Most of us can’t do without a mobile phone. They have become an integral part of modern life. A phone call these days is just a very small part of their use for many people, who now hold multiple conversations through text as well as reading and sending emails, updating twitter or Facebook, and if you’re a real fanatical, like me, writing blogs and articles.
What is your relationship with your phone? Do you love it? Is it your best friend? Or do you find it a nuisance, or even possibly dread the sound of it ringing or the ping of a text coming in?
It’s not just a casual question. The fact is that the mobile phone is a hugely influential psychological weapon.
One of the key tools in the NLP bag of tricks is the ’anchor’. Just to recap for those not particularly familiar with the concept, an anchor is an event or experience that has become associated with a particular mental state to the extent that when that event occurs, the state is automatically recreated. To put it another way, it’s a stimulus that creates a response.
The classic example is the Pavlov’s dog experiment. An animal trainer gives his dog a tasty treat, and at the same time he rings a bell. After a few repeats of the process, the ringing of the bell alone causes the dog to salivate as if it had been offered the treat.
These anchors can be created deliberately by a therapist when a client is in a positive state and then used by the client to trigger that same state within him/her.
There are negative anchors too - the most dramatic being a phobic response such as a fear of spiders - where a bad experience such as a bite becomes associated with the sight of the spider and from then on the near sight of any spider, or even a picture of one can fill a person with terror.
Okay – back to our mobile phone.
The best anchors use multiple sensory inputs – sound, vision and feeling to trigger the response. When you receive a text on your phone, it vibrates, it flashes and it rings a familiar tone - the perfect anchor. If you regularly receive texts from your loved one, or if you have a great social life and really enjoy hearing from your friends then that anchor is a positive, feel-good one that increases your motivation, sets your endorphins flowing and gives you a real buzz. The down side of this is that it could become an obsession or an addiction.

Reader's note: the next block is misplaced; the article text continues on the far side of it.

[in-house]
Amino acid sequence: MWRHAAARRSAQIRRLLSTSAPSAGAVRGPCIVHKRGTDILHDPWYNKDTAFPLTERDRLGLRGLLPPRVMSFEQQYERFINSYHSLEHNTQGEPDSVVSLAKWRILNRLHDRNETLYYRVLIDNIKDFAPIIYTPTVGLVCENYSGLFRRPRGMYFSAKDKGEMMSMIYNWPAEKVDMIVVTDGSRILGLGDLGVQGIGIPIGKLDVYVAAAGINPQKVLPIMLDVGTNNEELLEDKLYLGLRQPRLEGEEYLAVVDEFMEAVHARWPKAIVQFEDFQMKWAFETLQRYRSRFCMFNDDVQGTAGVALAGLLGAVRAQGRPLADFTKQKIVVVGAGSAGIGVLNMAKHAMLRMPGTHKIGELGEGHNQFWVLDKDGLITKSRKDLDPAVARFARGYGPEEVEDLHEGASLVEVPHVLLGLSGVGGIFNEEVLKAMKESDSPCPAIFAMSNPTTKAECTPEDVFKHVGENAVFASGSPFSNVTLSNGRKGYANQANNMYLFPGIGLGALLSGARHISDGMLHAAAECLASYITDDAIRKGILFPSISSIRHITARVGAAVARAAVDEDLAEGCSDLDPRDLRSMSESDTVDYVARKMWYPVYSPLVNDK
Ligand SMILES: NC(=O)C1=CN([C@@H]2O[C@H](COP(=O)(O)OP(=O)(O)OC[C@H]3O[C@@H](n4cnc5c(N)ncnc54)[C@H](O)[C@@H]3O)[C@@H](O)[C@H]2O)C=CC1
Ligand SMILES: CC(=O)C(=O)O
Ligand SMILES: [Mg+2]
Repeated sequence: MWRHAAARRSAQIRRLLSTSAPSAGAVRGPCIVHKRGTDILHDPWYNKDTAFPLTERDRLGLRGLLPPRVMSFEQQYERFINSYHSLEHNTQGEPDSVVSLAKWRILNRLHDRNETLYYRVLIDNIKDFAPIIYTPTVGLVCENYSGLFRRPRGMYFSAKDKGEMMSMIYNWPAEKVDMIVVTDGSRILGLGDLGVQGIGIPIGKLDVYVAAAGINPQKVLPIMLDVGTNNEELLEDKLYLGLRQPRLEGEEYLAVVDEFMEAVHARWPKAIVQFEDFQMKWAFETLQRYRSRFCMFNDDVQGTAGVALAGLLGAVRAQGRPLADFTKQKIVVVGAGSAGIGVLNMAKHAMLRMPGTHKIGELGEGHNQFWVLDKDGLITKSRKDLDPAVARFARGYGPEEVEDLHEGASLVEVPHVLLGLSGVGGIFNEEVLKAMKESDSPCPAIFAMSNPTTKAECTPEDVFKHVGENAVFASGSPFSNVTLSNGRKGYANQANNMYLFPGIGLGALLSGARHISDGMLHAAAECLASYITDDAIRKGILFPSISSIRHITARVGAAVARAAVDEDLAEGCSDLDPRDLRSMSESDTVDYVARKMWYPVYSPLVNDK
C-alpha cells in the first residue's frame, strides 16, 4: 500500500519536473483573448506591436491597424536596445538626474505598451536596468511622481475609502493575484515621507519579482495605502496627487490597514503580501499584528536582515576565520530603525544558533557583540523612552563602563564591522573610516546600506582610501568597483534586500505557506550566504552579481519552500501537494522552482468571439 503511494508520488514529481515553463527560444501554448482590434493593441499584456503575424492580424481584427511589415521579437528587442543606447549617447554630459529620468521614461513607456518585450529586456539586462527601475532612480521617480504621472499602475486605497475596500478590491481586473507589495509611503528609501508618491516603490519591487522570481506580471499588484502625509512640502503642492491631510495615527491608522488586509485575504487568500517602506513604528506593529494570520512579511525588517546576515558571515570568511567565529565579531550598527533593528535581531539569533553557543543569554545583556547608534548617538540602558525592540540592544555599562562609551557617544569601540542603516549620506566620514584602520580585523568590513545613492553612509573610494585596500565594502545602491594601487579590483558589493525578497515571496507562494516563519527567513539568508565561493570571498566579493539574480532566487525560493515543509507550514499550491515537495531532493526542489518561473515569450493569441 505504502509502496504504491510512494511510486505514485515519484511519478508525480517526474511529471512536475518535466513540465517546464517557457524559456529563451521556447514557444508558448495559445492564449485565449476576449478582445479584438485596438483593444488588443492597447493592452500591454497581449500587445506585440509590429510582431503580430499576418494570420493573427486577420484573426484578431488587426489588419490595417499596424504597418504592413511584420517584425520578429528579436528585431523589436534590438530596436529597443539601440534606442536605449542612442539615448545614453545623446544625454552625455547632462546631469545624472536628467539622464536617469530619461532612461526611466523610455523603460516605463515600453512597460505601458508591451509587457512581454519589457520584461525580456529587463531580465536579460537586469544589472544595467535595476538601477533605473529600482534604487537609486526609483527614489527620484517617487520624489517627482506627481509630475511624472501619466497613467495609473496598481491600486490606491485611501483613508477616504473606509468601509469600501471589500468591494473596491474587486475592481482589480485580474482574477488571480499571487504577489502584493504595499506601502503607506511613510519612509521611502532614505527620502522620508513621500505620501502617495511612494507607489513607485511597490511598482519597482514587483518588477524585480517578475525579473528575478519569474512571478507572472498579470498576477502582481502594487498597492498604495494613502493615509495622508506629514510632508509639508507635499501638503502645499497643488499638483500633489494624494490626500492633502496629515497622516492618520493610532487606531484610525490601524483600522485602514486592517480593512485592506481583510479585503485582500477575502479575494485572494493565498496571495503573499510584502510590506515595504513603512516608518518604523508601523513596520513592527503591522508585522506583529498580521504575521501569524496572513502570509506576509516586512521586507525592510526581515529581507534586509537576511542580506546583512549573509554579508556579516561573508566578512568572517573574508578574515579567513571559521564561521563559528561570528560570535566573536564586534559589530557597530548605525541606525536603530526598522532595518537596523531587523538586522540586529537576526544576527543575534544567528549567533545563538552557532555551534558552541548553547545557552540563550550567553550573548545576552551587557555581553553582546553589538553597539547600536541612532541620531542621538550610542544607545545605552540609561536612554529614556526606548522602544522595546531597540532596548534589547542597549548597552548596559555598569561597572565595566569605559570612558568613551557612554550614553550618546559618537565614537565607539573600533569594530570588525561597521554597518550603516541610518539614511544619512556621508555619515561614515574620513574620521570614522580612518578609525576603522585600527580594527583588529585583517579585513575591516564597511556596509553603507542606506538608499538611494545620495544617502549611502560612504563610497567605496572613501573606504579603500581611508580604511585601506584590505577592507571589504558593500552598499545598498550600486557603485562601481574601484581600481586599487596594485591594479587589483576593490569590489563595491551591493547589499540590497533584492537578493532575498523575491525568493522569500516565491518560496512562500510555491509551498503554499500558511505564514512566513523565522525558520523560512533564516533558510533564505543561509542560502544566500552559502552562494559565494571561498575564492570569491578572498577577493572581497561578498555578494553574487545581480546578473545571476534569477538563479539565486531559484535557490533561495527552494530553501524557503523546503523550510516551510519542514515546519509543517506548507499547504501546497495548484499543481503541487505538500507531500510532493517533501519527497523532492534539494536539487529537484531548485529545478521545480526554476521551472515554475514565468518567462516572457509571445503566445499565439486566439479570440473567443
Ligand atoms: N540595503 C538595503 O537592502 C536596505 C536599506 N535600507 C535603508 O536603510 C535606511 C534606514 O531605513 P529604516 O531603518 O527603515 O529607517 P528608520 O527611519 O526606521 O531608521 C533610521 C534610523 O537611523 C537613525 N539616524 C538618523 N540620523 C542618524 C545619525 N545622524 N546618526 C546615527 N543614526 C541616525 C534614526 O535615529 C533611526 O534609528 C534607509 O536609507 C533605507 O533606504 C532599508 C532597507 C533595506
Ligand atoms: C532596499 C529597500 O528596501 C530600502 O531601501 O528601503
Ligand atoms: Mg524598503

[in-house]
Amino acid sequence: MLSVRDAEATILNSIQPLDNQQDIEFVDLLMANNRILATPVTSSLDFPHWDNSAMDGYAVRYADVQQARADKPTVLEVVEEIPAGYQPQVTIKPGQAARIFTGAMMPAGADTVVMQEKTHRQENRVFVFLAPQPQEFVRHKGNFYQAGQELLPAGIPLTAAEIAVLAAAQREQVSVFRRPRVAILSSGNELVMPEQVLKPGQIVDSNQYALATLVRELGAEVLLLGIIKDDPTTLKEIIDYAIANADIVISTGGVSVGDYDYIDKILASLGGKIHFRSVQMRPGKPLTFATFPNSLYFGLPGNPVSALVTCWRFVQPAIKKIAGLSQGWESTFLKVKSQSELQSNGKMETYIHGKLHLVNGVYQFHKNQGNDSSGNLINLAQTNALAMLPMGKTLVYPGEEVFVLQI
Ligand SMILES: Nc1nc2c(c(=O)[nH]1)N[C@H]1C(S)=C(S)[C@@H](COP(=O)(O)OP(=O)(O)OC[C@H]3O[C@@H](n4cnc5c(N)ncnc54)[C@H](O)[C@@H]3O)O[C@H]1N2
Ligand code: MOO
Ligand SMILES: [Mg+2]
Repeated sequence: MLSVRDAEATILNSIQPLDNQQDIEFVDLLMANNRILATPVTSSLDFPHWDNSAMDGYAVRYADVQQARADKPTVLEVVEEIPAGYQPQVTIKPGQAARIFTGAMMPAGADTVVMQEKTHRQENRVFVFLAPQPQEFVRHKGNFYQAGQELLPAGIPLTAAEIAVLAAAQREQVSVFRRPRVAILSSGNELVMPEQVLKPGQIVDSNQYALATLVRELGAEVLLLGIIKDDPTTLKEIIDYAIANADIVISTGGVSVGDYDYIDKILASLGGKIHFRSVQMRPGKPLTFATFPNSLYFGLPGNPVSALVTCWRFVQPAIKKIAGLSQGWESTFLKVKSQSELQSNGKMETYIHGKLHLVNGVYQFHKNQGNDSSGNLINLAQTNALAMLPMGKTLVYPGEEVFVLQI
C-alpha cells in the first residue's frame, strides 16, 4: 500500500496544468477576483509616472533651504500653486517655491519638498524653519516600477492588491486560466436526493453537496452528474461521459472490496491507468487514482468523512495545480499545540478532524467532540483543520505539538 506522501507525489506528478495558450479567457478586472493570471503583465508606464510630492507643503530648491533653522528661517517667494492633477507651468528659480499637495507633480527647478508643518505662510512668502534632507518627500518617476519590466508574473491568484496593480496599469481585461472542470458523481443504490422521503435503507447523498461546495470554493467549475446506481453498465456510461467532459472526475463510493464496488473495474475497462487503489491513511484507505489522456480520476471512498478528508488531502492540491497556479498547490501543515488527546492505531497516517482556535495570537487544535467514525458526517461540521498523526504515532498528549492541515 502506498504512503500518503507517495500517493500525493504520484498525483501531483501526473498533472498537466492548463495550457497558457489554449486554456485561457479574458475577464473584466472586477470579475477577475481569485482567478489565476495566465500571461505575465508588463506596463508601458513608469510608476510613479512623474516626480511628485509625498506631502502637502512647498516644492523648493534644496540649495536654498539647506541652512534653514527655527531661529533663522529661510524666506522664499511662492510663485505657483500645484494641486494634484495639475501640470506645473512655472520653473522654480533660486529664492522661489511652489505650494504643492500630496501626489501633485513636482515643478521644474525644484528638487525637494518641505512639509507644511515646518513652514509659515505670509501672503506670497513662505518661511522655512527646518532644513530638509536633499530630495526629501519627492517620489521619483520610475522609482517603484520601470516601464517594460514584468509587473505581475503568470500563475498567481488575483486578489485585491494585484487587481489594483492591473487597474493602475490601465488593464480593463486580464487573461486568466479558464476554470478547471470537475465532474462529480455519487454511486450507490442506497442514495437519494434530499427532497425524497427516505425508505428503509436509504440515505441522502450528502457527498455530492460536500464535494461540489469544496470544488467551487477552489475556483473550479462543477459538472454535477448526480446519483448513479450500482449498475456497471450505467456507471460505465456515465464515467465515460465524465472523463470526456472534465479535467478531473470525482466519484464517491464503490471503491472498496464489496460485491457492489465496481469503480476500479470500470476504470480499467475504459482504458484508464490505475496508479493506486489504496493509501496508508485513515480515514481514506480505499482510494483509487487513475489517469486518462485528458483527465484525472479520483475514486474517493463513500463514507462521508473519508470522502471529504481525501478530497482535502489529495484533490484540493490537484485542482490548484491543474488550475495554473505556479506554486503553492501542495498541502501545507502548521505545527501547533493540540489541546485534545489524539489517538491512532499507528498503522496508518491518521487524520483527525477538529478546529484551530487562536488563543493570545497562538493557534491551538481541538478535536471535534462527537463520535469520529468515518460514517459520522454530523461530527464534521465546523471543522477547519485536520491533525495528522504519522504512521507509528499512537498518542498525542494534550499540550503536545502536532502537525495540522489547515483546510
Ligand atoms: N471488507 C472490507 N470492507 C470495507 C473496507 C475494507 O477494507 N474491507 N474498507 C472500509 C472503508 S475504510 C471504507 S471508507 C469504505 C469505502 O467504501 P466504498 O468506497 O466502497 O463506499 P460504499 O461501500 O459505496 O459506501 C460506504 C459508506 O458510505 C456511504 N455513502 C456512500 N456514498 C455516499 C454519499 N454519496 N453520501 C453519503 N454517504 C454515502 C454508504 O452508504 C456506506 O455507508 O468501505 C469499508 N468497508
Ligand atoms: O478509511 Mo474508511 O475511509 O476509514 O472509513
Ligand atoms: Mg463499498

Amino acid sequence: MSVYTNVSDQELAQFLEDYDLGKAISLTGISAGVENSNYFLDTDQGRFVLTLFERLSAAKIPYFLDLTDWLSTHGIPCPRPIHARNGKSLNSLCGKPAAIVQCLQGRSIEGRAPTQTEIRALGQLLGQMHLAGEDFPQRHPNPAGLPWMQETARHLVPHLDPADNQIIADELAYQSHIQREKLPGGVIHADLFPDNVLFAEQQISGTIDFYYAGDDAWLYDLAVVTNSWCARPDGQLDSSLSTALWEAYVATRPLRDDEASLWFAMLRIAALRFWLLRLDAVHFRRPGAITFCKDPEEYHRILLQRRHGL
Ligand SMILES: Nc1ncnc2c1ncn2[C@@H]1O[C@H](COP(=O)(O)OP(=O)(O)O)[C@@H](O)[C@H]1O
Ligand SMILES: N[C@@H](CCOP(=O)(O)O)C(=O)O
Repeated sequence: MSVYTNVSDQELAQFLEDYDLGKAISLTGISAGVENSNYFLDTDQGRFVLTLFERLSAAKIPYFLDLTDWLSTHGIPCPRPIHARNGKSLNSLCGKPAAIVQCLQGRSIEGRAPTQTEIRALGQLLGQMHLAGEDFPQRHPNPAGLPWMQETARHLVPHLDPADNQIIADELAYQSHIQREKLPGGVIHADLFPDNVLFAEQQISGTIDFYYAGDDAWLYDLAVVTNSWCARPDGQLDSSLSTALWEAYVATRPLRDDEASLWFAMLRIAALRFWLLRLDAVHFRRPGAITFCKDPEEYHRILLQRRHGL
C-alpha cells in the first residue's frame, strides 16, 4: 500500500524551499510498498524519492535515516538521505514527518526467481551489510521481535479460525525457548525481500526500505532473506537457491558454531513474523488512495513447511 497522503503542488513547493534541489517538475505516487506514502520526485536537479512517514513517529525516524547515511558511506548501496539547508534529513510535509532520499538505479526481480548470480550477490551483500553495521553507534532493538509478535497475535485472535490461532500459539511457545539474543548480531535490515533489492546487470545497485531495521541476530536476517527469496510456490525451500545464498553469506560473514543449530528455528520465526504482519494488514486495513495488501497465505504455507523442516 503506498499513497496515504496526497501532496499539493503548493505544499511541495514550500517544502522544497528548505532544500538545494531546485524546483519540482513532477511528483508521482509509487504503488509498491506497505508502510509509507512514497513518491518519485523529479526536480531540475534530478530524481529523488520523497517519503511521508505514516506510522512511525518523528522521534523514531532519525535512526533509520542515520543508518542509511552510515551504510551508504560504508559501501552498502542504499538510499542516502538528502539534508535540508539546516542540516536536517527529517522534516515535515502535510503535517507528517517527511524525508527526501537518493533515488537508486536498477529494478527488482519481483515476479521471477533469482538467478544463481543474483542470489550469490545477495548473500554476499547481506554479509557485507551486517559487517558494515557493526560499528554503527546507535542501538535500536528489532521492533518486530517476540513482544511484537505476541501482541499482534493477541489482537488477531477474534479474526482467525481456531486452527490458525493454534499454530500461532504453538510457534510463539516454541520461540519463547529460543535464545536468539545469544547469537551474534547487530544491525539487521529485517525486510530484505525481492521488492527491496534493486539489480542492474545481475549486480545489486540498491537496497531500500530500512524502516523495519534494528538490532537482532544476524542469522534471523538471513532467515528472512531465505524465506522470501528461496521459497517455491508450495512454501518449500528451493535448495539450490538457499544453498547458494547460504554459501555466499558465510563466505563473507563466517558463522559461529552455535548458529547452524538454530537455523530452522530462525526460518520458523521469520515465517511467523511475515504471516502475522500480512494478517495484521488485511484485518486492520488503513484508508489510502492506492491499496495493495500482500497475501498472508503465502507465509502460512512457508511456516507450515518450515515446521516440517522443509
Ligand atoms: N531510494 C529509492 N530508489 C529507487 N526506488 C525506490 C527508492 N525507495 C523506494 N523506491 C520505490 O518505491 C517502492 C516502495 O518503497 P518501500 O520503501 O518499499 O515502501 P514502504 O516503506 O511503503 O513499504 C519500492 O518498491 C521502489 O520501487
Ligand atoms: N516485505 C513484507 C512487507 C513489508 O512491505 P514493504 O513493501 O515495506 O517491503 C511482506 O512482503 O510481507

Conversely, if that ringtone, vibration or visual signal is regularly warning you that you are late for your next job, or it’s a debt collector demanding money, the overall anchor will be negative. You may grow to hate your phone and dread it’s ringing.
You may be really happy with either of these situations. But if you’re not, there are lots of things you can do to change. You could switch off the alerts that you don’t want disturbing your day and instead give yourself set times when you deal with communications as a block. You could set up individual tones for different contacts if your phone allows this (most do). You could arrange your life differently so that it isn’t necessary for people to contact you this way. You could even ditch the phone altogether.
You could also harness the power of a positive text message and use the anchor when you want to get into a good state for an interview or a difficult meeting.
The main thing is to ask yourself if your mobile phone is controlling you. If you’re not sure of whether it’s already taking over your life or not, pay attention to your responses over the next few days. When the phone rings or a text comes through, before reading it, do you feel an emotion inside you? Does your pulse go a little faster? Do you feel excited or apprehensive?
Do you find yourself holding on to your phone as you go about your life, or constantly checking it for missed messages? These are all signs that the phone is disrupting your enjoyment of life. Make sure you’re in control.